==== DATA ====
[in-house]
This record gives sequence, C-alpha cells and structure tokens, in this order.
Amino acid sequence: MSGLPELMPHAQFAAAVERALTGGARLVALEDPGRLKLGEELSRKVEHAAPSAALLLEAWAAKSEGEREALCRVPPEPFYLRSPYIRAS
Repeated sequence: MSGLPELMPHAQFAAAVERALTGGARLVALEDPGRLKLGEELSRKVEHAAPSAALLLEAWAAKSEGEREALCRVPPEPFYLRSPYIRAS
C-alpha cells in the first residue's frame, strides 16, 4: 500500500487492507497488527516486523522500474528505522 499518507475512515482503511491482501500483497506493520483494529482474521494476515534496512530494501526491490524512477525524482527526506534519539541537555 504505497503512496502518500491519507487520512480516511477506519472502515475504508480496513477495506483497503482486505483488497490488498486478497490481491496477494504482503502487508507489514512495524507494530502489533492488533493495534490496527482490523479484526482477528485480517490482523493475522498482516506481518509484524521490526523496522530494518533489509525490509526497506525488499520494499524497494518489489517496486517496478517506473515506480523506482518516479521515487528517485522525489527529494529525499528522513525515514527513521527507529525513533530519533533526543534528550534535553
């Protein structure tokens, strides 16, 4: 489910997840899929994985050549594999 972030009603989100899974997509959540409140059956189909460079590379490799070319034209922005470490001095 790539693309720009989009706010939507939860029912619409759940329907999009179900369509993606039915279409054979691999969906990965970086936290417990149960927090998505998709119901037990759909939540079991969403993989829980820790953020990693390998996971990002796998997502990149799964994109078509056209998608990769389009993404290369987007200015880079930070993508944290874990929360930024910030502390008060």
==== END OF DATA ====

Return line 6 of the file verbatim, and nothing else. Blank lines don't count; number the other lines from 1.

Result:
């Protein structure tokens, strides 16, 4: 489910997840899929994985050549594999 972030009603989100899974997509959540409140059956189909460079590379490799070319034209922005470490001095 790539693309720009989009706010939507939860029912619409759940329907999009179900369509993606039915279409054979691999969906990965970086936290417990149960927090998505998709119901037990759909939540079991969403993989829980820790953020990693390998996971990002796998997502990149799964994109078509056209998608990769389009993404290369987007200015880079930070993508944290874990929360930024910030502390008060």